The nation’s legacy of removing American Indian children from their families and sending them to federal boarding schools to “civilize” them is part of the backdrop for a wrenching child custody case heard by the U.S. Supreme Court on Tuesday.
The prevalence of practices such as placing Indian children in boarding schools, which continued well into the 20th Century, or putting them up for adoption by white parents was the basis for the Indian Child Welfare Act, a 1978 federal law that is at the center of the custody dispute over a 3½-year-old child who is part Cherokee.
The child, identified in court papers as “Baby Girl,” has lived since the end of 2011 in Oklahoma with her biological father, who is also Cherokee and invoked the ICWA after the mother put the child up for adoption. A South Carolina couple had raised the girl for more than a year, pending the finalization of adoption proceedings, until that state’s courts ruled that the father’s parental rights could not be terminated under the federal law and that awarding custody to him would be in the child’s best interest.
What unfolded in the April 16 oral arguments in Adoptive Couple v. Baby Girl (Case No. 12-399) is a demonstration of why the Supreme Court prefers to steer clear of most family law disputes, a province of law it generally leaves to the states.
“Our domestic-relations judges all by themselves every day have these difficult problems,” Justice Anthony M. Kennedy observed after some of his colleagues had essentially begun to bicker over the details of the case. “If we could appoint King Solomon, who was the first domestic-relations judge, as special master, we could do it. But we can’t do it.”
A group of professors of American Indian law filed a friend-of-the-court brief on the father’s side urging the justices to take account of the historical backdrop to the Indian Child Welfare Act.
For much of the 19th Century and well into the 20th Century, the professors say, Indians were viewed as unfit to raise their children, in part because in many tribes, child-rearing was not done exclusively in nuclear families but was spread around among multiple tribe members. For many years, Indian children were sent to boarding schools meant to assimilate them into mainstream American society.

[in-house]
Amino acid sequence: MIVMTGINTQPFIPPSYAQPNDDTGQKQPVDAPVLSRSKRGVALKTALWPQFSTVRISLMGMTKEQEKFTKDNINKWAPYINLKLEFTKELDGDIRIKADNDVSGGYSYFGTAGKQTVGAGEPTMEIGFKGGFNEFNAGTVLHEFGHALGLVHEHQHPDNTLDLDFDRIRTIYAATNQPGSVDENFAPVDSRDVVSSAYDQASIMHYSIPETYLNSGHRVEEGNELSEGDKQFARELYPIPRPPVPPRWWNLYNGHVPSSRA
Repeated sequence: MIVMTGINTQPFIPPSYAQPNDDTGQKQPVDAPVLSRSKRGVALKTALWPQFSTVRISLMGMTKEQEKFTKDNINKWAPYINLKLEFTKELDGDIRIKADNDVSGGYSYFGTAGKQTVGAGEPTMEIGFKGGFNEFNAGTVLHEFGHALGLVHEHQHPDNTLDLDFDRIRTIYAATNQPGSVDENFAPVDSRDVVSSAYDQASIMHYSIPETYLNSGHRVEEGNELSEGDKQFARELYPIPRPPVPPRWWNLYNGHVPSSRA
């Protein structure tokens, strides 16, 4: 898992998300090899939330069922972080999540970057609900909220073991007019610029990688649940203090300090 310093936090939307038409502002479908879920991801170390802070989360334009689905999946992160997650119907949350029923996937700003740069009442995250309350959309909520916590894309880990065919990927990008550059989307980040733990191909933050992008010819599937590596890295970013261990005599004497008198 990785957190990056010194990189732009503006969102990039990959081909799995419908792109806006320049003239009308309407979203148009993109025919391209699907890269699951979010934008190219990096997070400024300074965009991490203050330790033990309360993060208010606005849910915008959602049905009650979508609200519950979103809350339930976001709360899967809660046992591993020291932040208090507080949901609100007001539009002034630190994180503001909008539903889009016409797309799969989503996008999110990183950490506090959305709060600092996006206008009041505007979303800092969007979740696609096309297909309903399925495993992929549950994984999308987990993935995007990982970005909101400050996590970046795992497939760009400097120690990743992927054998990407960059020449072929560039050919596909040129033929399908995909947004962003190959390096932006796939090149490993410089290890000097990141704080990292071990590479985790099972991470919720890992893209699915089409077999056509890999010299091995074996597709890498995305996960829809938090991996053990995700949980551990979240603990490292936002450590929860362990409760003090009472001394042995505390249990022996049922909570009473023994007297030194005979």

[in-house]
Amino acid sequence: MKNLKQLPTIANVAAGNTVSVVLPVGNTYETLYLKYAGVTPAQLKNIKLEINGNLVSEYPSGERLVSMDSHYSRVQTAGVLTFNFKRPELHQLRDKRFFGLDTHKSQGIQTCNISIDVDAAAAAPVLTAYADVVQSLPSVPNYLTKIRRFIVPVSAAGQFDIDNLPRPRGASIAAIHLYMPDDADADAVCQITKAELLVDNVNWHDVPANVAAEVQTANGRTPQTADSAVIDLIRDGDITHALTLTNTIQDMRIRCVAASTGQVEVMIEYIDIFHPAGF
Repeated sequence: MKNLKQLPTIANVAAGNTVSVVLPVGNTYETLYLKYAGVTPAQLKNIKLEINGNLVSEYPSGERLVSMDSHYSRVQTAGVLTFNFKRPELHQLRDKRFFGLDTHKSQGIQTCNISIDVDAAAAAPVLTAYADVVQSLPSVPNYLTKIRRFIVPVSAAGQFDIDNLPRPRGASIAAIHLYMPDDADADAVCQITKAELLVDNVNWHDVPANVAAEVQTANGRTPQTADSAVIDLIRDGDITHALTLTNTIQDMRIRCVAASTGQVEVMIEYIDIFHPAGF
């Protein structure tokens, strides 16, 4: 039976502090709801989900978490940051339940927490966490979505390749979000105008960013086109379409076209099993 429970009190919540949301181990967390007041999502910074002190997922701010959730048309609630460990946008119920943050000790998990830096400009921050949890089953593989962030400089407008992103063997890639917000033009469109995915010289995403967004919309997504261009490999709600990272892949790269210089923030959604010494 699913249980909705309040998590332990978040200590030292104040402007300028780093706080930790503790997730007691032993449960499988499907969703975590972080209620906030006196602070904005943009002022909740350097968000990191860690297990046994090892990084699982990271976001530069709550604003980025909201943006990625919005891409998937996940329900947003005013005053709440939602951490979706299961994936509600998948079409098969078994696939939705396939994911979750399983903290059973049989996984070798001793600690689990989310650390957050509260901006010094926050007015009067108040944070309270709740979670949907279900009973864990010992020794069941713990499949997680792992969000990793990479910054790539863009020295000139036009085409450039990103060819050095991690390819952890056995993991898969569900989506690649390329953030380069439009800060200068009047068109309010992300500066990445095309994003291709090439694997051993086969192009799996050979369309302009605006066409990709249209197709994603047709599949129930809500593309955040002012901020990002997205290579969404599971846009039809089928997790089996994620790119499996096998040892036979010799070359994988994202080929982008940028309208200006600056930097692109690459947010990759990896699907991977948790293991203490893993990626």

One federal Indian commissioner wrote in the late 1800s, the brief says, that the humanitarian thing to do to aid Indian children was “for the strong arm of the nation to reach out, take them in their infancy and place them in its fostering schools, surrounding them with an atmosphere of civilization ... instead of allowing them to grow up as barbarians and savages.”
The federal government began operating such boarding schools in the 1870s, the brief says, and by 1905 more than 20,000 Indian children were enrolled.
When boarding schools fell out of favor, the brief says, the federal government turned to adoption as an alternative means of assimilation, the brief says.
The Indian Child Welfare Act was enacted to put a stop to such practices, the professors argue, and it was meant to be invoked by all Indian parents, regardless of whether they had custody of their children.
“Congress enacted ICWA after hearing considerable evidence that the wholesale adoption of Indian children posed a threat to the very existence of Indian tribes and Indian culture.”
In the Supreme Court today, some of the legacy was debated, as were concerns that the federal statute imposes a form a racial classification.